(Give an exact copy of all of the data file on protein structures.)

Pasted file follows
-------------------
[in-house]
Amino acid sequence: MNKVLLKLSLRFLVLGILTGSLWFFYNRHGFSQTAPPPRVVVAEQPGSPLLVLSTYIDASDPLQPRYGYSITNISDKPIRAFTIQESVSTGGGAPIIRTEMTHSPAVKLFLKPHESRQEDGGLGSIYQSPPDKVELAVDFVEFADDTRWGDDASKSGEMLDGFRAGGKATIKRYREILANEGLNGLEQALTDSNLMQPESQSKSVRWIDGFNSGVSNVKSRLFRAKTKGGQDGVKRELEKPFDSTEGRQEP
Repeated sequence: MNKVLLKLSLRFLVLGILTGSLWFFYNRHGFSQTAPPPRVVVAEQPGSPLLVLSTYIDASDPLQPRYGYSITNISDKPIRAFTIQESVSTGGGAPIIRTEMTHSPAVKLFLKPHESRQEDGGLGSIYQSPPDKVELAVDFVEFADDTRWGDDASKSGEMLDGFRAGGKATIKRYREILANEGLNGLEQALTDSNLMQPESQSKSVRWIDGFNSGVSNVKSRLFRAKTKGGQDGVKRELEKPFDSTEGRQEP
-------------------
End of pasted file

[in-house]
Amino acid sequence: MNKVLLKLSLRFLVLGILTGSLWFFYNRHGFSQTAPPPRVVVAEQPGSPLLVLSTYIDASDPLQPRYGYSITNISDKPIRAFTIQESVSTGGGAPIIRTEMTHSPAVKLFLKPHESRQEDGGLGSIYQSPPDKVELAVDFVEFADDTRWGDDASKSGEMLDGFRAGGKATIKRYREILANEGLNGLEQALTDSNLMQPESQSKSVRWIDGFNSGVSNVKSRLFRAKTKGGQDGVKRELEKPFDSTEGRQEP
Repeated sequence: MNKVLLKLSLRFLVLGILTGSLWFFYNRHGFSQTAPPPRVVVAEQPGSPLLVLSTYIDASDPLQPRYGYSITNISDKPIRAFTIQESVSTGGGAPIIRTEMTHSPAVKLFLKPHESRQEDGGLGSIYQSPPDKVELAVDFVEFADDTRWGDDASKSGEMLDGFRAGGKATIKRYREILANEGLNGLEQALTDSNLMQPESQSKSVRWIDGFNSGVSNVKSRLFRAKTKGGQDGVKRELEKPFDSTEGRQEP